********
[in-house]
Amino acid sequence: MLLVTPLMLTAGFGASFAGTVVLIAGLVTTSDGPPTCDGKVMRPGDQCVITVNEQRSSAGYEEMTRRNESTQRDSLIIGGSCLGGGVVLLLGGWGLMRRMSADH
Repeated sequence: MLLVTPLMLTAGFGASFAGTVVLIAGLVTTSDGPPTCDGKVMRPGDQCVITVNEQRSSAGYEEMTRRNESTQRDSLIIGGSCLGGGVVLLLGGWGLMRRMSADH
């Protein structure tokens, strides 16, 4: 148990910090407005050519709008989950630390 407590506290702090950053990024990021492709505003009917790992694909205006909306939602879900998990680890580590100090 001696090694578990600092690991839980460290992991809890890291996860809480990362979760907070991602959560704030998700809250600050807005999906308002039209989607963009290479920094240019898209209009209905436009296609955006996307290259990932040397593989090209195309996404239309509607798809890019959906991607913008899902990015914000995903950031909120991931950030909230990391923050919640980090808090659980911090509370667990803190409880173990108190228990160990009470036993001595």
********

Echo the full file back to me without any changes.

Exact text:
[in-house]
Amino acid sequence: MLLVTPLMLTAGFGASFAGTVVLIAGLVTTSDGPPTCDGKVMRPGDQCVITVNEQRSSAGYEEMTRRNESTQRDSLIIGGSCLGGGVVLLLGGWGLMRRMSADH
Repeated sequence: MLLVTPLMLTAGFGASFAGTVVLIAGLVTTSDGPPTCDGKVMRPGDQCVITVNEQRSSAGYEEMTRRNESTQRDSLIIGGSCLGGGVVLLLGGWGLMRRMSADH
């Protein structure tokens, strides 16, 4: 148990910090407005050519709008989950630390 407590506290702090950053990024990021492709505003009917790992694909205006909306939602879900998990680890580590100090 001696090694578990600092690991839980460290992991809890890291996860809480990362979760907070991602959560704030998700809250600050807005999906308002039209989607963009290479920094240019898209209009209905436009296609955006996307290259990932040397593989090209195309996404239309509607798809890019959906991607913008899902990015914000995903950031909120991931950030909230990391923050919640980090808090659980911090509370667990803190409880173990108190228990160990009470036993001595």